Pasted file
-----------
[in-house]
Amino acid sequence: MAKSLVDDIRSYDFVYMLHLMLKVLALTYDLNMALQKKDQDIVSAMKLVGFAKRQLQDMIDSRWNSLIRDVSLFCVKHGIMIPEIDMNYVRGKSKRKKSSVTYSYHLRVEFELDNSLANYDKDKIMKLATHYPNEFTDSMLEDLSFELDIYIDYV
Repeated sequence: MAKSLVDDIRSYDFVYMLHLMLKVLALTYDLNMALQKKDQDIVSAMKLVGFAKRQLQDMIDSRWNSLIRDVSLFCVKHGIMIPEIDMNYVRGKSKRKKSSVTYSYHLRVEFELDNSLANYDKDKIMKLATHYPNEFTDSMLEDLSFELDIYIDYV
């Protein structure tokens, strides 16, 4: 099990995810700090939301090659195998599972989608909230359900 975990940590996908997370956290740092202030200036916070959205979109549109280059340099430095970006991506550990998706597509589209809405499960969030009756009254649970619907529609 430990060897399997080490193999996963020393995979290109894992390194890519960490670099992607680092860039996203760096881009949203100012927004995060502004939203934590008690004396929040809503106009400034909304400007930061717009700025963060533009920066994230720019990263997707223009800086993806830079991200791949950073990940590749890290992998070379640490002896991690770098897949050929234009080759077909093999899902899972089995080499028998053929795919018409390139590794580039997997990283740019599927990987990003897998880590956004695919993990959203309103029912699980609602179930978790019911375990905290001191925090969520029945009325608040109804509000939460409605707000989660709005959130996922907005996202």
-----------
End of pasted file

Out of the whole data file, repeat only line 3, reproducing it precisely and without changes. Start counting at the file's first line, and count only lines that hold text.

Repeated sequence: MAKSLVDDIRSYDFVYMLHLMLKVLALTYDLNMALQKKDQDIVSAMKLVGFAKRQLQDMIDSRWNSLIRDVSLFCVKHGIMIPEIDMNYVRGKSKRKKSSVTYSYHLRVEFELDNSLANYDKDKIMKLATHYPNEFTDSMLEDLSFELDIYIDYV